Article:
I sit on the end of the bed. If he means Trigger, our brown Pit with an adorable white spot on his head, then he’s talking about the pet we had before he was born. Had Connor seen a picture of the dog?

“Connor,” I ask. “What’s the dog’s name.”

“Not Connor.”

“No, that’s your name. What’s the dog called?”

“Hunter. I’m Hunter. And I’m happy.” After a long sigh, Connor rolls over, pulling the covers under his chin.

“What?”

Shaking his head, my husband rushes out of the room.

I haven’t heard his name in so long – Hunter, our baby who died at three months old. The older brother Connor never met.

I can’t leave this bed. Connor may talk in his sleep again.


Juliet Nubel


.kjbThey sat on each side of her pink, princess bed. Sue stroked her daughter’s sticky, tousled, blond head, watching intently as her beautiful rosebud mouth moved, making a series of strange, loud sounds – ‘Ant, ant, ant.’ Always the same noises, almost every night for the last six months.

‘It’s getting worse, Sue. It’s much louder and she seems really perturbed now.’ He took Emily’s tiny hand, his brow creased deep with concern.

Short, quick gulps replaced his daughter’s calm breathing.

‘Ant, can you hear me? Ant, are you there?’ This was no longer their little girl speaking. Antony’s eyes flashed in recognition. Only one person had ever called him by this childish nickname.

‘I’m here’, he replied gently. ‘What’s wrong?’

‘You need to tell your Dad that I hid it. It’s in a nylon stocking taped to the back of the top drawer in my dresser. He must find it before he signs the papers for the house and all the furniture tomorrow. It’s for Sue. He must give it to Sue. I can’t get through to him, Ant. Call him now, please.’ The voice faded to a low hum, and Emily returned to a deep, dreamless sleep.

‘Mum, are you still there? Mum, I miss you so much!’ Anthony bent over the pink and white checkered quilt and wept silent tears of pure, undistilled grief.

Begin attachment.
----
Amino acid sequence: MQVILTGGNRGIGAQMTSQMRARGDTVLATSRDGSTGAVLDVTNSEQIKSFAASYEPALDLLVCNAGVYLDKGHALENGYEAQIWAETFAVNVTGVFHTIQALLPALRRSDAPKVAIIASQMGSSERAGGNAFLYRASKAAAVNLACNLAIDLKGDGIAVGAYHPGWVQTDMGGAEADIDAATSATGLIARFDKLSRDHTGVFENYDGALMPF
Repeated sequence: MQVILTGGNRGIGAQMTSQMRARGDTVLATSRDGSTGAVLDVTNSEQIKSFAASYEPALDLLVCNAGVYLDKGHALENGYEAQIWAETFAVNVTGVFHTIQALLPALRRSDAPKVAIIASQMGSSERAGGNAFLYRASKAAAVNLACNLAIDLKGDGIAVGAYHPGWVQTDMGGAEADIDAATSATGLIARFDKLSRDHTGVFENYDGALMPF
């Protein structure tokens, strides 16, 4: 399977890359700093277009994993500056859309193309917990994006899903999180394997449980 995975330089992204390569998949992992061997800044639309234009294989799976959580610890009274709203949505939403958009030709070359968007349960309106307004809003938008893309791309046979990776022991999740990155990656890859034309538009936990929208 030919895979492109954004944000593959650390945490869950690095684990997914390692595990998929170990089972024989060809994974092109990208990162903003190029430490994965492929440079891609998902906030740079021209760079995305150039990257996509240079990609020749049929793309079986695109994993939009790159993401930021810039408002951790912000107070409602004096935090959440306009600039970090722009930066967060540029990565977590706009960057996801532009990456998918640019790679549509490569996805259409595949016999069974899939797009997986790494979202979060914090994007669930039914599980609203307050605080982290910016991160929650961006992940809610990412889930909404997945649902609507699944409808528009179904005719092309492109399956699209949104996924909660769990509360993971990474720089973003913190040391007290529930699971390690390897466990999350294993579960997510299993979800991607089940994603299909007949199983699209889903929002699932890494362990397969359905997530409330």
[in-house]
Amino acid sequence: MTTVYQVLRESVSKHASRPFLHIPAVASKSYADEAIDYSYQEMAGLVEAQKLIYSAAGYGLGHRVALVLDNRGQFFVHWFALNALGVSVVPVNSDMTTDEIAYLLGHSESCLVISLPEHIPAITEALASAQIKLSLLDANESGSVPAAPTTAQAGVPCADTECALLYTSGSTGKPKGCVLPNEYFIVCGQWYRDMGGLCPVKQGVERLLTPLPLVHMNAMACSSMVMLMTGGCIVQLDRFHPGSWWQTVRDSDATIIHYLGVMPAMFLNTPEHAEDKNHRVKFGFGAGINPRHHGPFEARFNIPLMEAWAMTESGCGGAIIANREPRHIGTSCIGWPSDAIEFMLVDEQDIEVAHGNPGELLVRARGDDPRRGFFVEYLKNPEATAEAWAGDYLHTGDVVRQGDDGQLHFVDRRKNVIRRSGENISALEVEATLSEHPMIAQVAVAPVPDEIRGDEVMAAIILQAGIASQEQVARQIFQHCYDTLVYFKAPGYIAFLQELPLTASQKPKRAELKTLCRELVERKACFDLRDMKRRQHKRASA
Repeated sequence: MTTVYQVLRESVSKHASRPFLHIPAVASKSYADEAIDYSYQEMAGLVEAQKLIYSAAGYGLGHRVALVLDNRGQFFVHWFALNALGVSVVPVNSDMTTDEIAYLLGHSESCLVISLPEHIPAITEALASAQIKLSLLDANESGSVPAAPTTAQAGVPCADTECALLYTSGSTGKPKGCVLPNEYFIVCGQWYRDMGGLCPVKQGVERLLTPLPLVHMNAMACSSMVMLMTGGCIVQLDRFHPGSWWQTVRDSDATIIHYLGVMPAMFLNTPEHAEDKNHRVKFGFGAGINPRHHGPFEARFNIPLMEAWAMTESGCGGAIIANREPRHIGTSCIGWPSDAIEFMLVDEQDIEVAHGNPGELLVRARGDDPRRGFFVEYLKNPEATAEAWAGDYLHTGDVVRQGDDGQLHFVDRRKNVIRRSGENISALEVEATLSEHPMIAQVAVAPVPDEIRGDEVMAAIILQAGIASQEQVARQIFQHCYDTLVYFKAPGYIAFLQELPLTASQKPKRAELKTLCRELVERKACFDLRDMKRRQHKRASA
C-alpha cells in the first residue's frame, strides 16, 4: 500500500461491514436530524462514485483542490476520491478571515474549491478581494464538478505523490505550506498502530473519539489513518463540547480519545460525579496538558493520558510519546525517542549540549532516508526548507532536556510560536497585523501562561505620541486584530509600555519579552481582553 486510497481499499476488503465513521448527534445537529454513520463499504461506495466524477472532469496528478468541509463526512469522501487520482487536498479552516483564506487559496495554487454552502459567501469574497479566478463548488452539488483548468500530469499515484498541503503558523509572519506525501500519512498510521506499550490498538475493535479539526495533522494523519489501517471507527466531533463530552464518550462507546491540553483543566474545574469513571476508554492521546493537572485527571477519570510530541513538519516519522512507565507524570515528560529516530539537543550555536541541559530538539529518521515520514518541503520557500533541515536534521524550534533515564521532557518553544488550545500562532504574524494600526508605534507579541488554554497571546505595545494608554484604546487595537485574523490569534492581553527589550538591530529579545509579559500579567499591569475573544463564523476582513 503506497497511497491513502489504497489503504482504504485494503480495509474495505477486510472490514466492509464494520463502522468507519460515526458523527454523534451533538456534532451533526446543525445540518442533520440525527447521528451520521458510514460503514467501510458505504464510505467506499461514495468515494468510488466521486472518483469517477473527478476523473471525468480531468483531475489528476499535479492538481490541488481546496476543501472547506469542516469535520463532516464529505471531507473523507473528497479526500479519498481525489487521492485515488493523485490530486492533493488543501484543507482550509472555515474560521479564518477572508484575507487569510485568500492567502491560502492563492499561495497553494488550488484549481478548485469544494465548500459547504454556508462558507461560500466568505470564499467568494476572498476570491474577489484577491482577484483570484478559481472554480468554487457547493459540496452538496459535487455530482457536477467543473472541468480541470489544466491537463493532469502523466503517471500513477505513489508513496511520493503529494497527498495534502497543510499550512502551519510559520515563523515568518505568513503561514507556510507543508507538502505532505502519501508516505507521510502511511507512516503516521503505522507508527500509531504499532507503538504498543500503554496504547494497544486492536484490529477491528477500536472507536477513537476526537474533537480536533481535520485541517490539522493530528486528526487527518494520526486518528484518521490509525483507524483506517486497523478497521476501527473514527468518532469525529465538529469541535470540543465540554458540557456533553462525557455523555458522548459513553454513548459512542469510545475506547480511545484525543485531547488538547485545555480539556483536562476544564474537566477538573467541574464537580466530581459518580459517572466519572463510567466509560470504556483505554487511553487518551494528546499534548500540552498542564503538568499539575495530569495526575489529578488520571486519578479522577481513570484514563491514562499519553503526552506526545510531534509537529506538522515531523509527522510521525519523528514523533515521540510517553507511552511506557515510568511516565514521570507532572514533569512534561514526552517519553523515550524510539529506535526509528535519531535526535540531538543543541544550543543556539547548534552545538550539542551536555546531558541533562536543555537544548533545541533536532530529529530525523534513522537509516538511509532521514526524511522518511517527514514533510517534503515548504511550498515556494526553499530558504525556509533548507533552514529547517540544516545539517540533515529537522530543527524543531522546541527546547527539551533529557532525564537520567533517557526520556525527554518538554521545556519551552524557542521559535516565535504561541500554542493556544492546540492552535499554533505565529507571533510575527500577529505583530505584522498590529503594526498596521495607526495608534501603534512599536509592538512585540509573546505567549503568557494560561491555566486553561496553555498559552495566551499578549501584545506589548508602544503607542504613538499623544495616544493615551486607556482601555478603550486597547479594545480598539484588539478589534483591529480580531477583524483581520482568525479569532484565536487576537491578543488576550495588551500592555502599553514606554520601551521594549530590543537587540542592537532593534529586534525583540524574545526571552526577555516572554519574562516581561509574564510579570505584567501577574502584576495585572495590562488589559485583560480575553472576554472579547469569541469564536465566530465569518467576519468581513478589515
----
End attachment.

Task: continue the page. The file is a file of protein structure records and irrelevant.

As Sue looked over at her husband, he lifted his head, slowly wiped away the tears, then dialled his father’s number.

‘Dad, sorry to wake you. I know where to look for Mum’s diamond ring…’


Chocobosage


9058ded50c754de4a391838b659ab882.jpegThe baby monitor let out the usual random babbling of their kid as she slept, a bit of laughing and some murmured half words. Then the dog sat up on alert, staring at the monitor intently. A low static came from the speaker which startled the parents, then silence. They both went to check on the baby and upon opening the door, found the window open and several different birds in the room surrounding their child. Watching her like they awaited instruction.

Then the child said: “Hello my friends, I hope you’re all keeping well?”


Dysfunctional Womans Digest


7aa4829822a87fcabacd52f76d77fd3fTonight he would be prepared. Climbing into bed with a pencil and pad of paper, his plan was to have these items ready as soon as the child was asleep and her lips began to move. The child’s sleep-talking had begun a few weeks ago and he didn’t pay much attention to her gibberish at first but over the following weeks the noises had turned into an intelligible form of discourse. Her audible murmurings were beginning to reveal things that a child of four, his child of four, should not and could not know. Her mother had been equally disturbed.

“I don’t know when all of this started but I am not getting any rest since Daphne starting sleeping in our bed,” she had said. “First it was your insomnia and now it’s her talking and rolling around and I am exhausted.” She pointed to the bags under her eyes as confirmation.

“I know, honey,” said Paul. “Let’s start a new bedtime routine tomorrow and we will make sure to wear Daphne out at the park in the afternoon. It shouldn’t take but a few days and then we will be getting a good night’s rest again, OK, honey?”